Our approach to landscape Design

Computer design is now a standard mode for landscape designers to render plans for prospective clients and the software has matured since it was first introduced but old-school designers like myself eschew its use for several reasons.  I have seen plans that look good but do not completely connect with reality:  More than a few times I have checked plans that specify installing plants (sometimes even large trees) in spaces where they would be short-lived or fail quickly.  Sometimes plants are specified to be planted on top of manhole covers or utility boxes.

This may be a problem with the site analysis. Without a complete "hands-on" contact with the site and existing conditions, it is easy to fall back on a program that spaces plants mechanically and disregards the physical reality of the site and existing conditions.

To bring this issue ‘down to earth', I believe the first (and quite possibly the most important) step in the design process is to fully understand the soil quality and drainage.  This can dictate what plants will thrive and which will fail.  Too often contractors keep throwing the same wrong plants at a site that keeps killing them (either immediately or slowly and painfully).  The notion of selecting the 'proper' plant is lost on many people, resulting in maintenance programs that could be avoided with a little extra investment of time and thought.

Another drawback of the automated design process is the over-use of generic plants which creates monotonous planting schemes and rules out variety and introduction of more exciting plants (including Natives).  The current trend of grasses and leaf textures is exciting and expands the pallet beyond the usual treatment.  Issues of Deer and other pests also require careful consideration.  We have adhered to an organic approach for years. We generate our own compost (not bagged, but fresh and full of active microbes).  The only sprays we generally use are Deer Repellent, Horticultural Oil and Hornet Spray.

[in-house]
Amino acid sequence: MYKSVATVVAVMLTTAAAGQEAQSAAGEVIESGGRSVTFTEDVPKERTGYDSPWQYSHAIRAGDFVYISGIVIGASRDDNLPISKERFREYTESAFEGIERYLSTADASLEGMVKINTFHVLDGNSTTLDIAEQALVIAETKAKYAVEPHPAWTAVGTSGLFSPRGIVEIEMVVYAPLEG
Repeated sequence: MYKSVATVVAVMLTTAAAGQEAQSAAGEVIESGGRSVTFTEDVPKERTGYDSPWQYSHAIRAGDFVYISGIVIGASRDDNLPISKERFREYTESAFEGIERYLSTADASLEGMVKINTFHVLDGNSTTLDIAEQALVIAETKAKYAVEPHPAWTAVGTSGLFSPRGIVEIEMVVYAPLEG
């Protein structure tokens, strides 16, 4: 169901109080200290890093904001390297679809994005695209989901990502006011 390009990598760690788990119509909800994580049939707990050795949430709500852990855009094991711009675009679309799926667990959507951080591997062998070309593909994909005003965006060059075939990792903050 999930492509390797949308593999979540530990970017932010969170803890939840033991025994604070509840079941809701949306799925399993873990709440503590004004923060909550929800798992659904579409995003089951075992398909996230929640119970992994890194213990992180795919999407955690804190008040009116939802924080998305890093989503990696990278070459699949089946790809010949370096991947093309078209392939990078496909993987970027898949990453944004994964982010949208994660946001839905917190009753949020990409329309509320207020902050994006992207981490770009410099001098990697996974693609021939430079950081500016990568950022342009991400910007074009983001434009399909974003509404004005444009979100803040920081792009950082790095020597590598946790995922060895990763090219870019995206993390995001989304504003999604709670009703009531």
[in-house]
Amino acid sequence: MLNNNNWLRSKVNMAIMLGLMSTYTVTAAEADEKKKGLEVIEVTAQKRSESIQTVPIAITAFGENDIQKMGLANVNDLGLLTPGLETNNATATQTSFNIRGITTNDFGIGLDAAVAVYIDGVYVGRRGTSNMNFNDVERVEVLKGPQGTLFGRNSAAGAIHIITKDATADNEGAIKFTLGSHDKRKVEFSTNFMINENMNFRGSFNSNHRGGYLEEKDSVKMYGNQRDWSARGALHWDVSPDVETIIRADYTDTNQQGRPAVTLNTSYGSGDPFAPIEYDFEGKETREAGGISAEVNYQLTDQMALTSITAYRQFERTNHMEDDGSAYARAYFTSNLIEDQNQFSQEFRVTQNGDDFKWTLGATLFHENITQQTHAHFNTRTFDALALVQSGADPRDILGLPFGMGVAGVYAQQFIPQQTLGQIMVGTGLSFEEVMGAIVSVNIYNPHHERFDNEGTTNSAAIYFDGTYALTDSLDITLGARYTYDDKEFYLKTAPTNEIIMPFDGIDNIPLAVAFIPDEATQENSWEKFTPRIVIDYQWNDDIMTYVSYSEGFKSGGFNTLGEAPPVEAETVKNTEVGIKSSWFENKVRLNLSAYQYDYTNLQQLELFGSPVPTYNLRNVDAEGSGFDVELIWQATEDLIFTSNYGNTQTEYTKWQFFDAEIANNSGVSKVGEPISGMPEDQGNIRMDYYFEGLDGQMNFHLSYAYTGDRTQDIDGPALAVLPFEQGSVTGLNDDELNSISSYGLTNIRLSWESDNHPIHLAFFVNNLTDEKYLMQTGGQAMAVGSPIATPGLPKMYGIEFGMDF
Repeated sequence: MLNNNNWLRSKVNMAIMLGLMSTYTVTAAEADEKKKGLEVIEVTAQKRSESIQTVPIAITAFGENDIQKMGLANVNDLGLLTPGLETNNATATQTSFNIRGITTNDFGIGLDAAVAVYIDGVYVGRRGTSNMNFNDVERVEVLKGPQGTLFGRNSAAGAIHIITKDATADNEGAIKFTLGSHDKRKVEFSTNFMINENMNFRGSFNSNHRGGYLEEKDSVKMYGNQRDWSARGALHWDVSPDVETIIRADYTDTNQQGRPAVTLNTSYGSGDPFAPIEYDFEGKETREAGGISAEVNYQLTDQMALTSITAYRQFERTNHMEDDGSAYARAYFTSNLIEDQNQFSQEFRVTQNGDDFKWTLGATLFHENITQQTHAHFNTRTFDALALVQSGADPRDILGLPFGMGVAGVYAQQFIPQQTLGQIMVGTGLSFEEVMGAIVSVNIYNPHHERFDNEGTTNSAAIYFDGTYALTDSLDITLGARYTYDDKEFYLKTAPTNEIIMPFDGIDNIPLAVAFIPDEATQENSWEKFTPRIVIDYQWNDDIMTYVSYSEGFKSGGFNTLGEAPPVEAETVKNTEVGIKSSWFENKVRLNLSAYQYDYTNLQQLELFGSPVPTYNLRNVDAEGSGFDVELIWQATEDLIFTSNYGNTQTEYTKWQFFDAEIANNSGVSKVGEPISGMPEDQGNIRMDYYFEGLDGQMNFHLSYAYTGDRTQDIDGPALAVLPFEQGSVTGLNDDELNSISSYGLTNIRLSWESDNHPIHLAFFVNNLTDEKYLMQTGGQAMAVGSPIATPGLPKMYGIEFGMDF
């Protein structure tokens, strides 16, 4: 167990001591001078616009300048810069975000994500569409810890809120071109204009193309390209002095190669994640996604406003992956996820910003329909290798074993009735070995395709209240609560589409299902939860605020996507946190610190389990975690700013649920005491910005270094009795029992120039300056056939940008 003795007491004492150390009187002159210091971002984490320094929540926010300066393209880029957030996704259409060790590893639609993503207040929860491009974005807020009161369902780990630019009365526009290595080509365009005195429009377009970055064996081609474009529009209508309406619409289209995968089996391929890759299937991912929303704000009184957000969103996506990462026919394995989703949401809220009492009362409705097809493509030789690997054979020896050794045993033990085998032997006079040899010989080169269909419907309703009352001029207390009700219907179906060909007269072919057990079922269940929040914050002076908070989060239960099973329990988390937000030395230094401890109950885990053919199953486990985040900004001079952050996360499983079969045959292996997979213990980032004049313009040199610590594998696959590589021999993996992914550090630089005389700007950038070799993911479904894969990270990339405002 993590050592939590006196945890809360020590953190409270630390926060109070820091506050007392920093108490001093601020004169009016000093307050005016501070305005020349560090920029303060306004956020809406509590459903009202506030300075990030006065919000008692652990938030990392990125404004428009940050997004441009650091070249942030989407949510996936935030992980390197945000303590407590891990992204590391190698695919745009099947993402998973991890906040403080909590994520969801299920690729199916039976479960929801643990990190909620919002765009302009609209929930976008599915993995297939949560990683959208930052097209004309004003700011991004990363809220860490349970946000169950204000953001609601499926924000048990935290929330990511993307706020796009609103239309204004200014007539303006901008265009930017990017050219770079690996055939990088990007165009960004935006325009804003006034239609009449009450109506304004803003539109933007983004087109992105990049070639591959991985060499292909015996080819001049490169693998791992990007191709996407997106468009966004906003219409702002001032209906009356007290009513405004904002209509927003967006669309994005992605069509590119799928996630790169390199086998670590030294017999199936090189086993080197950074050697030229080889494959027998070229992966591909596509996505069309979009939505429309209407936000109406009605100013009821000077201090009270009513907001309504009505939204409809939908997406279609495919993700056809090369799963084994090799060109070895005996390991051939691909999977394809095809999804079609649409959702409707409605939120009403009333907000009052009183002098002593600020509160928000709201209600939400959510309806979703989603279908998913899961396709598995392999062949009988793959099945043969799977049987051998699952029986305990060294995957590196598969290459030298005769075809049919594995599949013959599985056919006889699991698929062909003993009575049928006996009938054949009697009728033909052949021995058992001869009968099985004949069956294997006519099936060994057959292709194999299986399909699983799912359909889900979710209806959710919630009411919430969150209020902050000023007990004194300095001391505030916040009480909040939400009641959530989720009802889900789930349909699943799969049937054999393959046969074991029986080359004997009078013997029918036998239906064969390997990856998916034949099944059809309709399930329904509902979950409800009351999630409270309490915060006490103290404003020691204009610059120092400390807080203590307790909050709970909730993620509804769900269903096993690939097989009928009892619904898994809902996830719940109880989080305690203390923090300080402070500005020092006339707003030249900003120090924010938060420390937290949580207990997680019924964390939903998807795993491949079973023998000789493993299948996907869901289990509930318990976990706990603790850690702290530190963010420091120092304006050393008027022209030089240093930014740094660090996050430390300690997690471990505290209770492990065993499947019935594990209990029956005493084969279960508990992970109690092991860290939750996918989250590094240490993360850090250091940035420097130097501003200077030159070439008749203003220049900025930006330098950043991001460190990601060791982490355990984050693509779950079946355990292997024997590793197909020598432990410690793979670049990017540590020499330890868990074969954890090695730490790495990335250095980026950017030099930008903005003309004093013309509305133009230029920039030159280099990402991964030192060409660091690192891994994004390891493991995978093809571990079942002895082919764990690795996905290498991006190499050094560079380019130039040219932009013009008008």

While selection of recent introductions that may not be fully 'vetted', I feel it is always a good idea to try new things and be pleasantly surprised.  Too many designers have a 'tried-and-true' approach that restricts more interesting gardens.  The level of public awareness of the environment, access to online information and the need to encourage and support wildlife should push us ahead to embrace a new outlook on how we are part of Nature and get as involved as possible.  Keeping this in mind, we like to encourage 'volunteers'- plants that spring up on their own (sometimes out of place) that may contribute something surprising.

In that regard, I always endeavor to involve my clients in the design process as early and as much as possible:

  • Our first consideration is how the space can be best utilized.
  • Next, we evaluate the site and soil conditions to get guidance to the proper plants and features.
  • Then we set about correcting any soil/site issues, creating the best conditions.
  • At this point we step back and assist any specialists as needed (we do not dabble in lighting or irrigation systems, leaving that to the experts).
  • Now we are ready to install all the plants and add final touches.
  • Once the installation is complete, we fine-tune the on-going maintenance program to insure plant health long-term vigor.

By involving our clients from the beginning, we ensure their satisfaction with the results and fulfillment of our joint vision.  'Involvement’ can extend to active participation in plant care; some people love to get down in the dirt and see the result of our efforts and get 'up close and personal' with their new green buddies.

If Life began in The Garden, perhaps we can all bring a bit of it back into our lives.